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Ontario sleep apnea cutbacks present a real danger to the public at large say caregivers

'My big concern is that if the price goes higher on the out-of-pocket side of things for people, there will be those that can't afford it and not get a machine. We'll have people with untreated sleep apnea out in the public and they become unsafe on the road, unsafe at work and it becomes a dangerous situation'
Rob McKay 2
Registered respiratory therapist Rob McKay is raising the alarm about impending government subsidy cuts to sleep apnea devices.

A plan by the Ontario government to cut its fixed prices for sleep apnea devices by more than 36 per cent on October 1 will hurt small businesses, make devices unaffordable to some patients, and put the public at risk according to a North Bay registered respiratory therapist.

A news release from Ontario Home Respiratory Services Association (OHRSA) says the cuts come "amid a pandemic when equitable, reliable access to respiratory health care has never been more important."

In Ontario, retailers have to sell products following the government's maximum price list.

Rob McKay works at Northern Respiratory Centre, a small, local business in North Bay that provides Positive Airway Pressure (PAP) devices and therapy to the community.

"With this new cut, on some machines we won't make enough profit to cover my time with a person, but the government mandates that we still have a brick and mortar store to sell these devices," he explained to BayToday.

Despite the government squeeze, that means paying rent, office fees, heat and lighting and all other expenses related to having a physical store.

"So the government is not allowing us to make a profit on these machines at all."

That will mean the government will force companies to make big changes in the way they do business.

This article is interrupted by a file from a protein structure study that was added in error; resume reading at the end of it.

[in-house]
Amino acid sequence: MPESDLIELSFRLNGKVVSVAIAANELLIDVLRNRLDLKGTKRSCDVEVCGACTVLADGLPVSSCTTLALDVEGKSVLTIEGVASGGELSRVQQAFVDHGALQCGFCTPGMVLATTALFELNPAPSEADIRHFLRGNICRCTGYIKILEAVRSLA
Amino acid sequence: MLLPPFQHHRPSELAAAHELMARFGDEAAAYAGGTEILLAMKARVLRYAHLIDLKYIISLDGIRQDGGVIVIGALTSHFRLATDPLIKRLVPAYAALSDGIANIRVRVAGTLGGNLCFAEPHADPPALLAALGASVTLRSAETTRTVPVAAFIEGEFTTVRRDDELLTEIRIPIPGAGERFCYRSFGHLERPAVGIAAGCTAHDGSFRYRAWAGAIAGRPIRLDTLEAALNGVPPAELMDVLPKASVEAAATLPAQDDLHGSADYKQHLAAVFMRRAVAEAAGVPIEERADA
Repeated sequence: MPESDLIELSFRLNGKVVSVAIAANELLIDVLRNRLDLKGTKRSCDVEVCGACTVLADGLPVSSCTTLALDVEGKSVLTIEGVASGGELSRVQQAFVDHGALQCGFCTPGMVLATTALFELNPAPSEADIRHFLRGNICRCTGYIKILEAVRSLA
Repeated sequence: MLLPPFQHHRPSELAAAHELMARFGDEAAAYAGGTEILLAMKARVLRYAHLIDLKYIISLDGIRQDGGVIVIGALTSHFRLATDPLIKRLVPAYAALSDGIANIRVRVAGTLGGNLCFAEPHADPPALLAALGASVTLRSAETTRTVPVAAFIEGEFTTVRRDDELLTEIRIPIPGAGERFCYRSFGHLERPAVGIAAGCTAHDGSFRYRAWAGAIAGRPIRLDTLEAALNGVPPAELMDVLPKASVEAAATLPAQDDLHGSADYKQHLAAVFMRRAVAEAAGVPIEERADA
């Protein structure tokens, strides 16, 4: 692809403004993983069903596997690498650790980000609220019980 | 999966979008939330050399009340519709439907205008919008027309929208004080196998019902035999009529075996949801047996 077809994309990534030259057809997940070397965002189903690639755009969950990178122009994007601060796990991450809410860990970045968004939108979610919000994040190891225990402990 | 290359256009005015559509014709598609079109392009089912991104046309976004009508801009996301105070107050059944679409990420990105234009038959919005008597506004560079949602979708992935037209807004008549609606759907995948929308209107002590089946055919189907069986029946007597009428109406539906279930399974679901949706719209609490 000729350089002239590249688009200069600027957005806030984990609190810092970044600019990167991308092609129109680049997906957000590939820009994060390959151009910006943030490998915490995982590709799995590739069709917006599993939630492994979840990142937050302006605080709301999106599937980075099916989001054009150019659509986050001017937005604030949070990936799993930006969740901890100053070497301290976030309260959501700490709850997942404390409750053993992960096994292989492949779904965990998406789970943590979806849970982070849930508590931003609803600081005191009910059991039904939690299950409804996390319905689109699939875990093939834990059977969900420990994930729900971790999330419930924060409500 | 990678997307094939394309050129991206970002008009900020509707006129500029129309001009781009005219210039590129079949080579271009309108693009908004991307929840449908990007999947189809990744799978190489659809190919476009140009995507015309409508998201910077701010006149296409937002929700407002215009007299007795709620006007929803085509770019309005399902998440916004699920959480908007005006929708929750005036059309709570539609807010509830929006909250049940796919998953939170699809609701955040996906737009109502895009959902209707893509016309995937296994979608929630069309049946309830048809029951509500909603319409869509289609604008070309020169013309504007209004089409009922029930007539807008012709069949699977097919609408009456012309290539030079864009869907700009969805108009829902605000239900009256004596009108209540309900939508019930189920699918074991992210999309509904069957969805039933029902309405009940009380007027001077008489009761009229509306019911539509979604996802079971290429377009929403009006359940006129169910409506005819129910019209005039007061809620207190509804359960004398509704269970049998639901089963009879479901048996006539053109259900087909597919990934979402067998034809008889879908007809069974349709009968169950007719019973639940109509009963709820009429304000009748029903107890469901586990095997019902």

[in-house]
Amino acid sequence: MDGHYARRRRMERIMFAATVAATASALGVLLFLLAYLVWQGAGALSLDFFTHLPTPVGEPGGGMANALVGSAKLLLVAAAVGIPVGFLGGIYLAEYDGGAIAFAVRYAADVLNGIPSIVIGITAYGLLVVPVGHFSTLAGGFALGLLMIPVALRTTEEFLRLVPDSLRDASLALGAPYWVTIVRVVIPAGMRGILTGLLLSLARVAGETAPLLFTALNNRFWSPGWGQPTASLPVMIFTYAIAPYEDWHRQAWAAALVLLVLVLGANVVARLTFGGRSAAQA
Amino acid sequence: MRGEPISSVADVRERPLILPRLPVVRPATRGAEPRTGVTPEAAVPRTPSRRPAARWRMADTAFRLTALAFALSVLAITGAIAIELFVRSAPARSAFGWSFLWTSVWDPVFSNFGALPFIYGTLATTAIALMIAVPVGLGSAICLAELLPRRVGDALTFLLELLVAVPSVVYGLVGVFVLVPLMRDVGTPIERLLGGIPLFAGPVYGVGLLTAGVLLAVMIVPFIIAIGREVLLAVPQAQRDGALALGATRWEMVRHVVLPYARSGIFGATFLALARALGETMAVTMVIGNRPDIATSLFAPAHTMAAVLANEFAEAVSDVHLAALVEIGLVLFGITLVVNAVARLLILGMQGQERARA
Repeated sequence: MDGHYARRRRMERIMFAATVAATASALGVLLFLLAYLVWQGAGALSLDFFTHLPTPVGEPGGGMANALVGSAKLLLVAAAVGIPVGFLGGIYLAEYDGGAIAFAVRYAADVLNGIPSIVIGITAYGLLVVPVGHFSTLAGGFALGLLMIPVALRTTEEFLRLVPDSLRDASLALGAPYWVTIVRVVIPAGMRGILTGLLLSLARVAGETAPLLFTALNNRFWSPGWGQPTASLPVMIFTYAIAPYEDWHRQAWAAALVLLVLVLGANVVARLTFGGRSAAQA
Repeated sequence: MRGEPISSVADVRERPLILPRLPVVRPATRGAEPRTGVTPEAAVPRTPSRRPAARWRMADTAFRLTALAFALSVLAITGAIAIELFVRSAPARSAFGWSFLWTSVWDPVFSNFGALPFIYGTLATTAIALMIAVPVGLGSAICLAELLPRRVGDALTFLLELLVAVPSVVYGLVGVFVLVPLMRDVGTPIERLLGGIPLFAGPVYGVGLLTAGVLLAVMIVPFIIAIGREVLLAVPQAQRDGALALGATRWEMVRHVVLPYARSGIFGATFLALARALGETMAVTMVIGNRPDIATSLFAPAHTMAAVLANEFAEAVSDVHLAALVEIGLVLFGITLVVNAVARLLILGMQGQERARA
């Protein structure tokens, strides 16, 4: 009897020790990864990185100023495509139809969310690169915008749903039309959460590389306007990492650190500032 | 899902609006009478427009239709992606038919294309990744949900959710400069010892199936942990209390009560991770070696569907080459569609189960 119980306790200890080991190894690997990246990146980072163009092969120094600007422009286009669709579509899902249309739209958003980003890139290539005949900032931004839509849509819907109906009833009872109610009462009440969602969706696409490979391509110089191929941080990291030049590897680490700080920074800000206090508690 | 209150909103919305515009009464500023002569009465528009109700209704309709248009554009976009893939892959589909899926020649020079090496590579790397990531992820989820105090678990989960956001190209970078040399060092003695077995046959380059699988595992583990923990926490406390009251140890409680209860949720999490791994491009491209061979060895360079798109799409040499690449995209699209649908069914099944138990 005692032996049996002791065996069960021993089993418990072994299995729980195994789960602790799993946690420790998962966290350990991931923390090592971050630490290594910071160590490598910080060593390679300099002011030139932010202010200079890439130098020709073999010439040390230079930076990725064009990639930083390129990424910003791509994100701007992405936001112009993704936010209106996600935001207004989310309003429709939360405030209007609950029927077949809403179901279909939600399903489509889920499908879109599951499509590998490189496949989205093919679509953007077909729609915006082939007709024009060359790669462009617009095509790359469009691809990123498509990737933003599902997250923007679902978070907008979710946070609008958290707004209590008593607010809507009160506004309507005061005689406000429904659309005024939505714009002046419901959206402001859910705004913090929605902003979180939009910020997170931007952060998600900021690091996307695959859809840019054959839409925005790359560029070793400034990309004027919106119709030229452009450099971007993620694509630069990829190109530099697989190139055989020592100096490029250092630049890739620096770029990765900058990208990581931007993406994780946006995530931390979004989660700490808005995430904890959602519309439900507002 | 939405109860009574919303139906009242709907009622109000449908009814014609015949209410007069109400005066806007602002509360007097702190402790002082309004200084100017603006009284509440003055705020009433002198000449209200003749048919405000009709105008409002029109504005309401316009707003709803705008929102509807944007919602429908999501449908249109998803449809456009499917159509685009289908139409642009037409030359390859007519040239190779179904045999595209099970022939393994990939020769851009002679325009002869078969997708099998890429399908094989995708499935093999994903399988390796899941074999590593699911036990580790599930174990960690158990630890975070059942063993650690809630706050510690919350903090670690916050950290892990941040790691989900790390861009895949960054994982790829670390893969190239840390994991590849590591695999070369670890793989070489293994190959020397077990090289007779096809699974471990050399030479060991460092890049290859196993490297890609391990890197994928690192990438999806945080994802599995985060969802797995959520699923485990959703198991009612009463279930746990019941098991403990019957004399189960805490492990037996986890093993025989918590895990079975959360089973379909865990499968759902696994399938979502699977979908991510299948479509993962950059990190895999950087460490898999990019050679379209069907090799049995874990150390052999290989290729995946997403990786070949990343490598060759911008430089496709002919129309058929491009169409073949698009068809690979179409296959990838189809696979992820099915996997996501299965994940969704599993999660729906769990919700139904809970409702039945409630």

The government says it is trying to save money, but McKay says that will come at the expense of patients who will have to pay extra for services now included with the cost of the PAP device.

"In the end, it's going to cost Ontarians more money to get one of these devices because they will end up paying the costs that we need to cover, like wages."

On most machines, the government cut is 36 per cent, but on some, that rises to almost 50 per cent. Presently the government lists a device at $860, but that will drop to $550.

"You will see prices go up and we'll have to implement service fees. People will end up spending more down the road instead of the government paying in the beginning," explains McKay.

"Above and beyond what patients pay right now, they are looking at paying between 300 to 500 dollars more after Oct.1 and on some machines, it could be more than that."

The government typically subsidizes 75 per cent of the cost, so on a PAP machine, the minimum someone would pay would be $215 but they can choose to buy more expensive, nicer masks, and that might tack on another $500 but if new pricing comes in, prices to the patient will likely be over $1,000.

The provincial government feels the cuts are appropriate.